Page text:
“Our hope is if we work out the majority of the problems with the site, we can free up that area, and it can work as it’s intended to work. So in the meantime, our staff will be working with our outreach partners to identify folks [in targeted populations],” Hayden-Howard said.

Until larger allocations of the vaccine are given to APH, the issue of limited availability is likely to persist. Several county commissioners said they were hopeful that President-elect Joe Biden’s plan to distribute 100 million vaccine doses within 100 days will be effective in increasing the amount of vaccine in circulation. Escott said the circumstance most likely to kick distribution into higher gear was the expected emergency authorization of a third type of vaccine, one manufactured by pharmaceutical company AstraZeneca, toward the end of January—a cheaper-to-produce vaccine than the Pfizer and Moderna offerings currently available.
By Olivia Aldridge

Reporter, Central Austin

Olivia joined Community Impact Newspaper as a reporter in March 2019. She covers public health, business, development and Travis County government. A graduate of Presbyterian College in South Carolina, Olivia worked as a reporter and producer for South Carolina Public Radio before moving to Texas. Her work has appeared on NPR and in the New York Times.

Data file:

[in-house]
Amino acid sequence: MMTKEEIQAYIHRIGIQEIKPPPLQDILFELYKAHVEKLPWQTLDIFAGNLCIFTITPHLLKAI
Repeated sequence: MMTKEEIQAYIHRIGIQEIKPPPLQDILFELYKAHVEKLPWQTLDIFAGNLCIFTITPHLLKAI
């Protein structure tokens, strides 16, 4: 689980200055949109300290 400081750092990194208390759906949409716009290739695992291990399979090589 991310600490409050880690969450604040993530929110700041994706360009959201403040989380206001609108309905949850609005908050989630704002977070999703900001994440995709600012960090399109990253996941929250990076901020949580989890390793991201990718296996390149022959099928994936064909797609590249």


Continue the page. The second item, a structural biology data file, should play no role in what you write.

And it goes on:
MOST RECENT

Council members and housing advocates held a press conference on the state of Austin's housing supply and affordability Nov. 30. (Ben Thompson/Community Impact Newspaper)
Council lays out priorities for addressing Austin's housing affordability, availability crunch

Officials are likely to vote on a series of policy updates aimed at affordability and housing supply over the coming months.

One group focused on safety during the Long-range Planning Committee's Nov. 30 meeting. (Maggie Quinlan/Community Impact Newspaper)
Austin ISD committee hears parents' concerns, discusses understaffing

Parents' concerns about unappealing food, security and other topics took center stage during the Nov. 30 meeting.

The city will negotiate its contracts will all three emergency services in the coming months. (Community Impact Newspaper staff)
City kicks off negations with Austin EMS Association

The city will negotiate its contracts will all three emergency services in the coming months

Photo of a crowd celebrating at a ribbon-cutting
Premier Martial Arts opens new West Anderson Lane studio

The mixed martial arts studio is locally owned and has several locations throughout Austin.

The World Health Organization listed the omicron variant as a “variant of concern” on Nov. 26. The variant was first reported in South Africa. (Courtesy Travis County)
Austin Public Health eyes movement of omicron variant, but has yet to detect a case

The Austin-Travis County area will also remain in Stage 3 because of moderate community transmission rates and rising cases nationwide.